The Glaucoma team at the Hospital of St Cross has recently taken delivery of an Ocular Coherance Tomography (OCT) Scanner which enables Ophthalmic Technicians to examine patients and produce a report for a consultant to assess whether or not they require specialist intervention or regular monitoring of their condition.

Dr Rosemary Robinson, recently retired Glaucoma Consultant, highlighted that glaucoma is the second leading cause of blindness worldwide and that it affects 10% of people over 75 years of age and that 50% of them do not know they have it, affecting their treatment options when it is discovered, when she presented the case, for this donation, to the Friends Trustees.

Dr Robinson explained that “the OCT scanner measures the thickness of the retina around the rim of the optic nerve which becomes thin with glaucoma due to loss of nerve fibres. This equipment is the cornerstone of an expanded diagnosis and treatment service at St Cross.  Before this equipment was donated, for 25% of the UHCW Trust’s Glaucoma patients, the closest hospital was Rugby, however St Cross provided less than 10% of the Trust’s Glaucoma activity, which meant that a significant number of patients had to go to Coventry.”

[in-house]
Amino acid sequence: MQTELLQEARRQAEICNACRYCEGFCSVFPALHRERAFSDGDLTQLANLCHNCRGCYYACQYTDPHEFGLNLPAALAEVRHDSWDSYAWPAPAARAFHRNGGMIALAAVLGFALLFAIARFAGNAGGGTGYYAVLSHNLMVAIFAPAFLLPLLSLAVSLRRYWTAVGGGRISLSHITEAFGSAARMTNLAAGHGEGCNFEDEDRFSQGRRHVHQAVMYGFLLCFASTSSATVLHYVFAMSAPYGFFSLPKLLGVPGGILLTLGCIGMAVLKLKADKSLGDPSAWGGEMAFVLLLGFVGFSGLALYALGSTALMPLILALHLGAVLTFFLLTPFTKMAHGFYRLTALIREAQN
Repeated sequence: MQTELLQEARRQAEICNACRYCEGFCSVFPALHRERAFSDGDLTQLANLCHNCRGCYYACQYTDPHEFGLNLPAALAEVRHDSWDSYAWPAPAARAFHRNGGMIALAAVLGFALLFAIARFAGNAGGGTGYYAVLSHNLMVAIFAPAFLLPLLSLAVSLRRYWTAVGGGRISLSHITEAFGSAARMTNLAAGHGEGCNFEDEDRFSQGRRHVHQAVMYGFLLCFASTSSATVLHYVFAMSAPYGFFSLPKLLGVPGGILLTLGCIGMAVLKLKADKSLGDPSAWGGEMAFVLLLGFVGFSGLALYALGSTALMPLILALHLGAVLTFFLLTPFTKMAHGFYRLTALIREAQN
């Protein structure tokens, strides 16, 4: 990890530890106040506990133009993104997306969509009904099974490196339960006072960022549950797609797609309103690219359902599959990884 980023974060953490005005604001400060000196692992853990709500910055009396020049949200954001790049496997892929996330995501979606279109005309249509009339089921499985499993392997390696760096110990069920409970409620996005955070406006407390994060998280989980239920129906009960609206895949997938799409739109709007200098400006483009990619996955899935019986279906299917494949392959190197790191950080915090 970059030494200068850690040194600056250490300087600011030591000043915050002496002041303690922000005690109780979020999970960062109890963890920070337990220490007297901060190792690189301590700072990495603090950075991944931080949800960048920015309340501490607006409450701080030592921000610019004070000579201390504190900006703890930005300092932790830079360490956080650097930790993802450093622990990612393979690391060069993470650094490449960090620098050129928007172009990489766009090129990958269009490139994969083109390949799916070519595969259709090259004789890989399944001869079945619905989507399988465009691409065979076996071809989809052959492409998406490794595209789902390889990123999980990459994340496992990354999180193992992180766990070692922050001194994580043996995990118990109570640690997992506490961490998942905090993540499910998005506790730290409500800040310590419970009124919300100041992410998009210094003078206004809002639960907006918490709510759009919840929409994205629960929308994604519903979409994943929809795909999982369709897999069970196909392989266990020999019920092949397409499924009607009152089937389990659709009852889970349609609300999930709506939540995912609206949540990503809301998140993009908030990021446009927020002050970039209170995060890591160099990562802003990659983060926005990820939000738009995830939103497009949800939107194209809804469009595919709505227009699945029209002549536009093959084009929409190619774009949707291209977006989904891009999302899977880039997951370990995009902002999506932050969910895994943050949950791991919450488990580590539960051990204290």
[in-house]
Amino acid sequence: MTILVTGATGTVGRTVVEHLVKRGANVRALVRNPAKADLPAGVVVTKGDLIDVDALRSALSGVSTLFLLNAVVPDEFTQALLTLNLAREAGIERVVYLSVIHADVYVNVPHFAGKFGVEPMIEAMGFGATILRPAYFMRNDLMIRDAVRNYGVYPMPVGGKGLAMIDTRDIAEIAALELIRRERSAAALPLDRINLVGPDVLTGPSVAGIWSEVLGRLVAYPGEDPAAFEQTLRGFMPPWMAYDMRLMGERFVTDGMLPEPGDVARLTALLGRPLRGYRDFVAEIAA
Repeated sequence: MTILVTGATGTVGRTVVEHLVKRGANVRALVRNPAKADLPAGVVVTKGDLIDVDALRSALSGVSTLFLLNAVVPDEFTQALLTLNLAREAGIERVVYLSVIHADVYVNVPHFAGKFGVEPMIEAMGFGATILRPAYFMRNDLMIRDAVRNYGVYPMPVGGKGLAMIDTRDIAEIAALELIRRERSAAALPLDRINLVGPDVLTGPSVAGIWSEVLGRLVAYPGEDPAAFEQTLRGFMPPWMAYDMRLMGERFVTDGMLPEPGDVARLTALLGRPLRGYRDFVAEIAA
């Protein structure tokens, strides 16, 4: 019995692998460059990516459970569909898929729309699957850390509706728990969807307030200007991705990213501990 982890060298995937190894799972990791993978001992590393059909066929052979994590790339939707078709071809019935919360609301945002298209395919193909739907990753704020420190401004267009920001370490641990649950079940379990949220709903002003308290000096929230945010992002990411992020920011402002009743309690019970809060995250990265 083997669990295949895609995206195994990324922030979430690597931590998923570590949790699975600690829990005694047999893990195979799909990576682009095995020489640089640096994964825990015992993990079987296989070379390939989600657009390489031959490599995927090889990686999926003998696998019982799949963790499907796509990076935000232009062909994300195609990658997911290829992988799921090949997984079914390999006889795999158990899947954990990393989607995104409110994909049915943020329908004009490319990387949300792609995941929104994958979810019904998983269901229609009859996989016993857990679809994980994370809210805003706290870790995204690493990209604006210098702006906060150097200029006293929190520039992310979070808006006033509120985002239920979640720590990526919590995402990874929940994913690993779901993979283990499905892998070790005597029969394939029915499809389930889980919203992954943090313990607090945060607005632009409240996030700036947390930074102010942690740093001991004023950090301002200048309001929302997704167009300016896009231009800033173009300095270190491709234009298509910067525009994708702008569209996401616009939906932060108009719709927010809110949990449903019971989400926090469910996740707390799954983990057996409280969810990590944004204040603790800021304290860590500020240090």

Doctor Muneer Otri, Consultant Opthalmic Surgeon who has taken over as the lead consultant for glaucoma at Rugby, added “this equipment has enabled us to improve the Glaucoma Pathway. The patient experience has been enhanced by having all their investigations done at one time and the consultants now have more time to spend with the patients at higher risk of deteriorating vision.”

Willy Goldschmidt, Chairman of the Friends of St Cross said “Dr Robinson quite literally opened the Trustees eyes to the nature and impact of Glaucoma and we had no hesitation in supporting this £52,000 request which, not only expands a much needed service at St Cross, but improves the patient experience. When this photo was taken, I was delighted to hear that the equipment is already in use full time!”

Photo L-R Willy Goldschmidt, Dr Muneer Otri, Arlene Calica, Ophthalmic Optician and Dr Rosemary Robinson.